GARDENS AND PLEASURE GROUNDS A pair of early C20 concrete sphinxes flank the entrance to the east terrace from the carriage court north of the house (walls and sphinxes listed grade II). The terrace wall (listed grade II) which runs south parallel to the east front supports fourteen metal urns (listed grade II) with goat-mask handles, which were brought from Paris. The terrace itself is laid out as a box-edged parterre, to the south of which is a shaped panel of lawn flanked by eight golden cypresses. The parterre is set on grey gravel, with beds containing seasonal planting, some enclosed by box edging, and some set within turf borders. Steps descend east from the parterre to a lawn which extends eastwards to a line of tennis courts which were added after 1906 (OS 2nd edition). The Paignton Observer (1900) noted that this area was intended for the construction of a games hippodrome, requiring considerable levelling. The spoil removed during this process appears to have been formed into a broad bank which extends along the southern half of the east boundary screening the grounds from the Torquay Road and allowing views east to the sea. The bank is planted with pines and mixed shrubs, and to the south-west connects with walks above the early C20 rockery.
From the paved terrace immediately to the south of the house stone steps descend to a slightly sunken level lawn. The central flight of steps is flanked by early C20 marble sphinxes of late C18 French design (walls, steps and sphinxes all listed grade II), while the south lawn, now (1999) used for croquet, was originally lined on each side with tubs containing orange trees. These have been replaced in the late C20 by pyramid topiary yews. A lime avenue runs down the west side of the lawn, while to the east there is a gravel walk supported by a balustraded retaining wall (listed grade II). A double flight of steps immediately to the south-east of the house descends to the parterre terrace. Between the steps a niche is cut into the retaining wall, in which stands a statue group of Pan and Bacchus, a replacement c 1950 of the statue of a muse and the amorini shown in Duchene's original drawings. The stone used for the terraces and paving is Comblanche, imported from France; the balustrades are also constructed from French stone (Paignton Observer, 1900).
At the southern end of the south lawn, steps descend to a lower terrace comprising a gravel walk and central, rectangular, turf-edged flower bed. The terrace is terminated to the west by the remains of a semicircular bench seat. From the lower south terrace further steps descend through the terrace wall (listed grade II) to the lower gardens. Here, a rectangular garden with a parterre of grass plats and a central, circular, turf-edged flower bed separates an informal area of lawns and specimen trees to the west from an extensive area of rockwork to the east. As designed, an orangery (demolished c 1960), lit from above by prism lights, was set into the retaining wall at this southern end of the terrace.
The rockwork to the south-east of the formal gardens incorporates a grotto (listed grade II) faced with local grey limestone, which overlooks an irregular pond, from which a stream runs to a larger irregular pond at the south-east corner of the site. The Paignton Observer (1900) noted that the water was to be supplied from a pumping station and circulated by an electric or gas-powered pump. A network of paths, some retaining early C20 cobbled surfaces, runs through the rockery, connected by flights of rustic stone steps. The rockery and the margins of the ponds are planted with a variety of conifers, deciduous trees and exotic plantings. The paths through the rockery lead to a straight walk which is terraced into the planted bank which follows the eastern boundary of the site. A further walk extends from east to west above the rockery, affording views across the intended hippodrome.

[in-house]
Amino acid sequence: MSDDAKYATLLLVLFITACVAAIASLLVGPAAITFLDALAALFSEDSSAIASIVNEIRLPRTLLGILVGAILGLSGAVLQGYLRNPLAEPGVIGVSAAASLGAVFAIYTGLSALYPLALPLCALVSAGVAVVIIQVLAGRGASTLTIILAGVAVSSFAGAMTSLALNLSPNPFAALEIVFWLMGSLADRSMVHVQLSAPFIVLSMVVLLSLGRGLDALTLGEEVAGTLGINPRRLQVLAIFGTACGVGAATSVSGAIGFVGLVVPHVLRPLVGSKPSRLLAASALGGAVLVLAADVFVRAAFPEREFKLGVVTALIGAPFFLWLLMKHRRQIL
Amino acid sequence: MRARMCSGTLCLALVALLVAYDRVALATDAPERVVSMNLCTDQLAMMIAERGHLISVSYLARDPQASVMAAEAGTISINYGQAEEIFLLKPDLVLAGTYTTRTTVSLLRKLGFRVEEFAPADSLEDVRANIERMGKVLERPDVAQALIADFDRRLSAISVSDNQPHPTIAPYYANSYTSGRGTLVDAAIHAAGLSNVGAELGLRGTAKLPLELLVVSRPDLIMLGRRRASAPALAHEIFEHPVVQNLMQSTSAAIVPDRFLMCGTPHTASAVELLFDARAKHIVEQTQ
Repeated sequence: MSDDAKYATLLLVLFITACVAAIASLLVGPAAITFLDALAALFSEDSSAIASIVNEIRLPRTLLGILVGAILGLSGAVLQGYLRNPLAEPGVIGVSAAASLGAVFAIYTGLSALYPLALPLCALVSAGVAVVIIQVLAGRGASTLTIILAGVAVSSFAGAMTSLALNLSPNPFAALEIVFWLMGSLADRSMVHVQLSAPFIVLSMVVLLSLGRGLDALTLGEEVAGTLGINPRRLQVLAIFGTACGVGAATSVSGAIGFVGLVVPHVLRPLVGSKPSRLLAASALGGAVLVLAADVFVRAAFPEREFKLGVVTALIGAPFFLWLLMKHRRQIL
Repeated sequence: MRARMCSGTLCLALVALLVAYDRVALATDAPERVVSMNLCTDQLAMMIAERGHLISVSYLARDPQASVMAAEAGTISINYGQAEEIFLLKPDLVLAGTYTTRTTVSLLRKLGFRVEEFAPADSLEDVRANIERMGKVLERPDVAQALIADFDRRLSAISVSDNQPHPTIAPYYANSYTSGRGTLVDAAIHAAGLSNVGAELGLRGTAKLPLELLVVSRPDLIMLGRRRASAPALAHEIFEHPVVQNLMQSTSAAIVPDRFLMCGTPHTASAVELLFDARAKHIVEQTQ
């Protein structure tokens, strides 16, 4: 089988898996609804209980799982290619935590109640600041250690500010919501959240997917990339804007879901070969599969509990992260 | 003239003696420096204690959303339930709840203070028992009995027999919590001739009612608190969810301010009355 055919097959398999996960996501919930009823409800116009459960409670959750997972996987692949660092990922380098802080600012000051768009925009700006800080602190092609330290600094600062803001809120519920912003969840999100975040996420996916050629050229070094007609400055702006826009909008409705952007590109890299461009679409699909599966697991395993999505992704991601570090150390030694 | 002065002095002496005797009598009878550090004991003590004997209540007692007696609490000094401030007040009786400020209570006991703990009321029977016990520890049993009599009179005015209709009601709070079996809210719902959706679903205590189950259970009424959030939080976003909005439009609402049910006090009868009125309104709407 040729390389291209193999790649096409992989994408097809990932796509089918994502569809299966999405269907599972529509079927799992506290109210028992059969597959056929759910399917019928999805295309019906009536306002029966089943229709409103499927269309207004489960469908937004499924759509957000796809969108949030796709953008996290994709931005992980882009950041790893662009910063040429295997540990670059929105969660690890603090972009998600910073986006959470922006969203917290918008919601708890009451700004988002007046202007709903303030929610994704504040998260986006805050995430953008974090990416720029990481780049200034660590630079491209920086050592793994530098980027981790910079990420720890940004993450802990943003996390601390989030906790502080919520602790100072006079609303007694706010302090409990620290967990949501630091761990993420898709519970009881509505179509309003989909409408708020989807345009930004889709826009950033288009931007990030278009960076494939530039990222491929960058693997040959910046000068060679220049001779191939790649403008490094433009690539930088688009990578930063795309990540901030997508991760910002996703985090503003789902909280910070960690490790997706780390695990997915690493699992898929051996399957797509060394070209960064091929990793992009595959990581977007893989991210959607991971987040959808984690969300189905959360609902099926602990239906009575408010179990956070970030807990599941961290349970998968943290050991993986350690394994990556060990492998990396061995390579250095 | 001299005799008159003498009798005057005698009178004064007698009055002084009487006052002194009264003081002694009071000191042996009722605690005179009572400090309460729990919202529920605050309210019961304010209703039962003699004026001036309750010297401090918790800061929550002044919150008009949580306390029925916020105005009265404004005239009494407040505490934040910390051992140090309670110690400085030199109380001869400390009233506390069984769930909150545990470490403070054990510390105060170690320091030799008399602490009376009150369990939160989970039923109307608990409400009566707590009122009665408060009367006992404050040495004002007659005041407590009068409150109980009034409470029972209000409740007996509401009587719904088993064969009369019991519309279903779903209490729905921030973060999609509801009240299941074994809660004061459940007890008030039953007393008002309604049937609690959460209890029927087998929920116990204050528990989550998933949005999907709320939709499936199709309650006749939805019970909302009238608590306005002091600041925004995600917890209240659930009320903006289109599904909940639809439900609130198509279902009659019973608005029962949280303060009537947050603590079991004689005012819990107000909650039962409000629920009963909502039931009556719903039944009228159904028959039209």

To the north of the east drive the site has been laid out with mid and late C20 games facilities, including tennis courts and bowling greens. Formerly, as shown on the 1906 OS, an avenue led south-west across this area from the northern boundary of the site towards the north-east corner of the house.
Paignton Observer, 1900 Oldway Mansion: Paignton, guidebook, (Torbay District Council c 1965) R Brandon, Singer and the sewing machine: a capitalist romance (1977) W A Saxton, Singer, the sewing machine and Paignton (1982) C M Eastley, The Singer Saga (1983) G Rew, The Gardens of Oldway Mansion, (unpub thesis 1986) [copy at West Country Studies Library] J Packe, Stories of Oldway (1988) B Cherry and N Pevsner, The Buildings of England: Devon (1989), pp 839-40 T Gray, The Garden History of Devon An Illustrated Guide to Sources (1995), p 171
Maps Tithe map for Paignton parish, 1841 (Devon Record Office)
OS 25" to 1 mile: 1st edition surveyed 1865 2nd edition revised 1904, published 1906
Archival items Copy of the will of Isaac Merrit Singer, 16 July 1870 (CL/Deeds I/6895), (Glamorgan Record Office) Photographs, c 1940 and 1950 (Chapman plates 255991, 20864, 3073), (Devon Record Office) Drawings for Oldway by Henri Duchene, architect-paysagiste, (Torquay Library)
[Note: Achille Duchene still practised under his father's name in the early C20, hence the use of the name Henri on the Oldway drawings.]
Information kindly supplied by J Wilson (architect), 1997
Description written: August 1999 Register Inspector: JML Edited: July 2000
The contents of this record have been generated from a legacy data system.
- Legacy System number:
- Legacy System:
- Parks and Gardens
This garden or other land is registered under the Historic Buildings and Ancient Monuments Act 1953 within the Register of Historic Parks and Gardens by Historic England for its special historic interest.
End of official listing